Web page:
~4 min read|
In a Scrum / Agile workflow, one of the most important meetings of the day is the daily Scrum / Stand Up. It’s also one that’s so easy to mess up. Our team’s been experimenting with the daily stand up in an effort to make the meeting more valuable / useful.
One experiment in particular has been particularly useful. Instead of asking each member of the team to answer
with it to see how we might get more value from it and a few months ago we started talking through the board right to left.
This was a departure from my past experiences where Stand Up meant reporting out on 1. What I worked on yesterday, 2. What I’m planning on today, and 3. Blockers impeding my progress.
I loved the new approach. It got the whole team focused on where things stood for the team. It encouraged working together to “push things to the right.” For the first time, stand up felt collaborative. As a team we could spot blockers, identify slow tickets, and devise plans to help the work continue to flow.
These benefits, it turn out aren’t actually novel. They largely mirror how Scrum describes the “Daily Scrum”:
The Developers can select whatever structure and techniques they want, as long as their Daily Scrum focuses on progress toward the Sprint Goal and produces an actionable plan for the next day of work. This creates focus and improves self-management.
Daily Scrums improve communications, identify impediments, promote quick decision-making, and consequently eliminate the need for other meetings.
At some point, we lost that thread. While we were still working right to left, we’d fallen into a cycle of really chiming in only on the work we owned and losing sight of the collective decision-making.
So, we’re learning. We’re iterating. We’re adapting.1
The realization that we’ve wandered from the path led to some really interesting discussions about the purpose of stand up. As I noted above, the meeting’s really easy to mess up because it’s so easy to fall into a status update - particularly one that reports up.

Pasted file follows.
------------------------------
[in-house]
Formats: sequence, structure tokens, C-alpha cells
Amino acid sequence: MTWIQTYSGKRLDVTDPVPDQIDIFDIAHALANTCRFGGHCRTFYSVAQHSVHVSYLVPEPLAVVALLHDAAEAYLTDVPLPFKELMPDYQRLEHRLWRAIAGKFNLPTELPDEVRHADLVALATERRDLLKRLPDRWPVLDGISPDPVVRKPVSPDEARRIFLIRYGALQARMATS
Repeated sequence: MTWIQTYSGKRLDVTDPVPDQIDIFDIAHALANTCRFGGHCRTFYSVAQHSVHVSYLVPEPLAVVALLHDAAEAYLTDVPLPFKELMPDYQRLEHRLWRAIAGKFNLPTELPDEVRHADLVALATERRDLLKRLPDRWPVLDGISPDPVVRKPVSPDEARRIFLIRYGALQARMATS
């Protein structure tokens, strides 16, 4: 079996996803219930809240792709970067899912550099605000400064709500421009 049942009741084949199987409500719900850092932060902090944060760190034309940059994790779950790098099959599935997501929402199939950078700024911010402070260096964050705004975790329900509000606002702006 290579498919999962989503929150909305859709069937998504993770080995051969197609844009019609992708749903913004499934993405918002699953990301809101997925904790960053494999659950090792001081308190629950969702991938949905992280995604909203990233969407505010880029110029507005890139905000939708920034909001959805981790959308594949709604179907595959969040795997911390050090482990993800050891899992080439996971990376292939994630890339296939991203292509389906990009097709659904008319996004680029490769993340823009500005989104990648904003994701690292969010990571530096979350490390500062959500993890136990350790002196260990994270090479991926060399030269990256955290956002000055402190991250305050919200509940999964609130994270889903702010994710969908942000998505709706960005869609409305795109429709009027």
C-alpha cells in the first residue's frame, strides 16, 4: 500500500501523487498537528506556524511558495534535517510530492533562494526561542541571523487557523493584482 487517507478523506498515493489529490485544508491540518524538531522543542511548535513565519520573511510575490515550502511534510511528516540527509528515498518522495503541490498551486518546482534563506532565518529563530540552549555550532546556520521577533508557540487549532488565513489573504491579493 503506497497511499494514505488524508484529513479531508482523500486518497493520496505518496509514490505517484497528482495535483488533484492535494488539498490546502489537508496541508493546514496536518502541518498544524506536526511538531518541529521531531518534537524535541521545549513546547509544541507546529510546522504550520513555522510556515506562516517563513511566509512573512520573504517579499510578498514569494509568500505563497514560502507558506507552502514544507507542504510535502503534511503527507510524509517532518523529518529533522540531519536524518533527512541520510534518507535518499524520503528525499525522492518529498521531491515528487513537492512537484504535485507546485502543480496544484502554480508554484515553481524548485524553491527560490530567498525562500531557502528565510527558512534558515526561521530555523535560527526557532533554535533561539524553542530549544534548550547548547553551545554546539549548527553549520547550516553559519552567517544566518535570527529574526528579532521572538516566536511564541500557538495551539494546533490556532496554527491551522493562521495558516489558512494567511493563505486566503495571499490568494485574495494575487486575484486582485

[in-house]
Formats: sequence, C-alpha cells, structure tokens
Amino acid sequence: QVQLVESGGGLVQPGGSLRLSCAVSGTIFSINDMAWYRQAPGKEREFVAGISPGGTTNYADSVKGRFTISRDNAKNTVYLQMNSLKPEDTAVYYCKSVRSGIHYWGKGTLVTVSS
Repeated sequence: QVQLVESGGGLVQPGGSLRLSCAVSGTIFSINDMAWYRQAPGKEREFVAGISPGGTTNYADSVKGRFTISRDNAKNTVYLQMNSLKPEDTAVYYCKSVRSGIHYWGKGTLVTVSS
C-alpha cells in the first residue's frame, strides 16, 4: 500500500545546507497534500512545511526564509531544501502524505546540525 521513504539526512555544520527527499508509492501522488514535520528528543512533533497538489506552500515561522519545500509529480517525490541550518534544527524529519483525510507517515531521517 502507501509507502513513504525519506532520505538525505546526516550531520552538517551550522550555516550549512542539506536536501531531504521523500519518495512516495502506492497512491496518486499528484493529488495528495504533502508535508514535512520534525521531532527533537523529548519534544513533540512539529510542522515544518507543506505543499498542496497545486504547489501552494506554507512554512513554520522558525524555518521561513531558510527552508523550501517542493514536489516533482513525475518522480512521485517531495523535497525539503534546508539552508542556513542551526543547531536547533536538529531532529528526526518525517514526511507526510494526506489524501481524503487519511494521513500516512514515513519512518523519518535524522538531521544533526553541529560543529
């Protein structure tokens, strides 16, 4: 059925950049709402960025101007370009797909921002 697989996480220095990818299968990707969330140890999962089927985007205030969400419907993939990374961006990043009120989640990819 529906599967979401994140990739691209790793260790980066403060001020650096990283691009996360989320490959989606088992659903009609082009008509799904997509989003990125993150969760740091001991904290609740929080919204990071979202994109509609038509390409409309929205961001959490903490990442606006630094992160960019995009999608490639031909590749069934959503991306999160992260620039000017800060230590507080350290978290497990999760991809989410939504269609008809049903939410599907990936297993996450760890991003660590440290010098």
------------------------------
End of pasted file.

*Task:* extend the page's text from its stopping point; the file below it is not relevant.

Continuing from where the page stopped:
That’s not the meeting’s purpose though. Instead, a successful standup ensures that the team has a plan to make progress toward the “sprint goal”.
Focusing up / transforming into a status update is easy, particularly when the meeting is run by an authority figure, i.e., a manager (there just aren’t that many organizations that can have a dedicated Scrum Master).
What happens if you reframe the communication from up to out, from providing a status to telling your peers , teammates, and collaborates what they’re interested in knowing and working through problems? What would you need to change in what you say and how you say it to achieve that?
If you stop thinking of the stand up as an audit of your time and rather as a collective planning session, what you say will very likely be more actionable and useful information for the rest of the team. Instead of “I worked on X, today I’ll be switching to Y. No blockers here.” Maybe the following is more useful: “To solve X, which is now ready for testing, I introduced a new technology. I also noticed that testing revealed a bug over in this area of the code, so there’s refactoring I did there. Joe, you may want to take advantage of that when you pick up the ticket Z. Today, my plan is to dig into Y and have no blockers right now - though I think we would benefit from having a strategy for adopting new technologies going forward and whether we’re okay with the approach I took here.” Product knows where you are, but the engineers also know how you went about it and can come together to make a decision on something that affects everyone.
It’s also longer, sure, and definitely not a read out.
A stand up is a piece of evidence. It’s an artifact of the team’s. Don’t squander the opportunity to use them to learn, iterate, and adapt. It’s all part of the cycle.2
Hi there and thanks for reading! My name's Stephen. I live in Chicago with my wife, Kate, and dog, Finn. Want more? See about and get in touch!